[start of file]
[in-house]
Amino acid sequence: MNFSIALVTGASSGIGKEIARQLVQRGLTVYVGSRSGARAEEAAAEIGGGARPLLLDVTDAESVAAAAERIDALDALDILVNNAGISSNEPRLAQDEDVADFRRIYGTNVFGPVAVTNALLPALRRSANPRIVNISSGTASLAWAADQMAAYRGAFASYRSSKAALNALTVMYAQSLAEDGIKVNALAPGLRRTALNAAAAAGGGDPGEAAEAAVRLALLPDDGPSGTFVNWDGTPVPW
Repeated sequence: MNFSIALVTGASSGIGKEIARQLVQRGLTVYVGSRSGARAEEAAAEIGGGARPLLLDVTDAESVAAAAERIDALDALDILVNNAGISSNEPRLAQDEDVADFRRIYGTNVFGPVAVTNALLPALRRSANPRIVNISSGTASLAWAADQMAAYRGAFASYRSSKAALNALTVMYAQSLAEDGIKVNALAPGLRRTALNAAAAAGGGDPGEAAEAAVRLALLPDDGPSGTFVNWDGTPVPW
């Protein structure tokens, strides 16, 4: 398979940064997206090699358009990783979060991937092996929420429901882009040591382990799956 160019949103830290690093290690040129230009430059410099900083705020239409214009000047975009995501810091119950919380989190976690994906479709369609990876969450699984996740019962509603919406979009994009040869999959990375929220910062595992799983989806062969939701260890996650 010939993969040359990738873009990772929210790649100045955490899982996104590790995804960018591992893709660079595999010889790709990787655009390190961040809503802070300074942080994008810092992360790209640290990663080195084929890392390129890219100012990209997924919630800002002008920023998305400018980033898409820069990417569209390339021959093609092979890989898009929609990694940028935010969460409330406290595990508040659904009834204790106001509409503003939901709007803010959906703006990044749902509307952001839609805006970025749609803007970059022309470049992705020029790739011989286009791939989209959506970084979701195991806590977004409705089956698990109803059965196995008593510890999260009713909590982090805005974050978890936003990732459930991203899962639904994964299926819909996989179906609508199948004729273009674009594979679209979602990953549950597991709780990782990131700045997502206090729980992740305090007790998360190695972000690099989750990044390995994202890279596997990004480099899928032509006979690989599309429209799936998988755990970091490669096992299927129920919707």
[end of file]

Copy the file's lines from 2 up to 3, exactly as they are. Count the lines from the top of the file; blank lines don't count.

Amino acid sequence: MNFSIALVTGASSGIGKEIARQLVQRGLTVYVGSRSGARAEEAAAEIGGGARPLLLDVTDAESVAAAAERIDALDALDILVNNAGISSNEPRLAQDEDVADFRRIYGTNVFGPVAVTNALLPALRRSANPRIVNISSGTASLAWAADQMAAYRGAFASYRSSKAALNALTVMYAQSLAEDGIKVNALAPGLRRTALNAAAAAGGGDPGEAAEAAVRLALLPDDGPSGTFVNWDGTPVPW
Repeated sequence: MNFSIALVTGASSGIGKEIARQLVQRGLTVYVGSRSGARAEEAAAEIGGGARPLLLDVTDAESVAAAAERIDALDALDILVNNAGISSNEPRLAQDEDVADFRRIYGTNVFGPVAVTNALLPALRRSANPRIVNISSGTASLAWAADQMAAYRGAFASYRSSKAALNALTVMYAQSLAEDGIKVNALAPGLRRTALNAAAAAGGGDPGEAAEAAVRLALLPDDGPSGTFVNWDGTPVPW